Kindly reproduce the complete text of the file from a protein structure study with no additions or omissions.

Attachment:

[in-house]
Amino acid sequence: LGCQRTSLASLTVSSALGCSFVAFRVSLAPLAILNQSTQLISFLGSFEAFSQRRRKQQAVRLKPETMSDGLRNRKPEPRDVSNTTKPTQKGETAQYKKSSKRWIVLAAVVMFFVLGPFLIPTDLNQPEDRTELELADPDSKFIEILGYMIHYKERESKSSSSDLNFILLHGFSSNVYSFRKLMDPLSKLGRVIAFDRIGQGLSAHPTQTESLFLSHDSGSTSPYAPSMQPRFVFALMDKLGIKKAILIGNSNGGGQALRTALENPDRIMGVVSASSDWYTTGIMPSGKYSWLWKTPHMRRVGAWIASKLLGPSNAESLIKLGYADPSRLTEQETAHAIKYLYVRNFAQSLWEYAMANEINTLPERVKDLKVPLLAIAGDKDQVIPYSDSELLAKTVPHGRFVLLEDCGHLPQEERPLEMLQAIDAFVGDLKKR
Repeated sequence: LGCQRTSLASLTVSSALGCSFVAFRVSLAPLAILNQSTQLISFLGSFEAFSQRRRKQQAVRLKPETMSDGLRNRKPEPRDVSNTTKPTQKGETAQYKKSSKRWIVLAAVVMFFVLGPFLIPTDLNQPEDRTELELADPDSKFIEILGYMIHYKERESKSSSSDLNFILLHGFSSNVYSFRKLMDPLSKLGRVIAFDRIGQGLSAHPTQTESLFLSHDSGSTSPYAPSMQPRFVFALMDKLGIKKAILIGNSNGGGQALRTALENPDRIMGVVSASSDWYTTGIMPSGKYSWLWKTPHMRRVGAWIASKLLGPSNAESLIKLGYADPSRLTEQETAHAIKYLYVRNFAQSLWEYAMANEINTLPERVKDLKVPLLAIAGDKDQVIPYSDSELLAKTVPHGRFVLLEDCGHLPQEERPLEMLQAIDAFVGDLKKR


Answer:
[in-house]
Amino acid sequence: LGCQRTSLASLTVSSALGCSFVAFRVSLAPLAILNQSTQLISFLGSFEAFSQRRRKQQAVRLKPETMSDGLRNRKPEPRDVSNTTKPTQKGETAQYKKSSKRWIVLAAVVMFFVLGPFLIPTDLNQPEDRTELELADPDSKFIEILGYMIHYKERESKSSSSDLNFILLHGFSSNVYSFRKLMDPLSKLGRVIAFDRIGQGLSAHPTQTESLFLSHDSGSTSPYAPSMQPRFVFALMDKLGIKKAILIGNSNGGGQALRTALENPDRIMGVVSASSDWYTTGIMPSGKYSWLWKTPHMRRVGAWIASKLLGPSNAESLIKLGYADPSRLTEQETAHAIKYLYVRNFAQSLWEYAMANEINTLPERVKDLKVPLLAIAGDKDQVIPYSDSELLAKTVPHGRFVLLEDCGHLPQEERPLEMLQAIDAFVGDLKKR
Repeated sequence: LGCQRTSLASLTVSSALGCSFVAFRVSLAPLAILNQSTQLISFLGSFEAFSQRRRKQQAVRLKPETMSDGLRNRKPEPRDVSNTTKPTQKGETAQYKKSSKRWIVLAAVVMFFVLGPFLIPTDLNQPEDRTELELADPDSKFIEILGYMIHYKERESKSSSSDLNFILLHGFSSNVYSFRKLMDPLSKLGRVIAFDRIGQGLSAHPTQTESLFLSHDSGSTSPYAPSMQPRFVFALMDKLGIKKAILIGNSNGGGQALRTALENPDRIMGVVSASSDWYTTGIMPSGKYSWLWKTPHMRRVGAWIASKLLGPSNAESLIKLGYADPSRLTEQETAHAIKYLYVRNFAQSLWEYAMANEINTLPERVKDLKVPLLAIAGDKDQVIPYSDSELLAKTVPHGRFVLLEDCGHLPQEERPLEMLQAIDAFVGDLKKR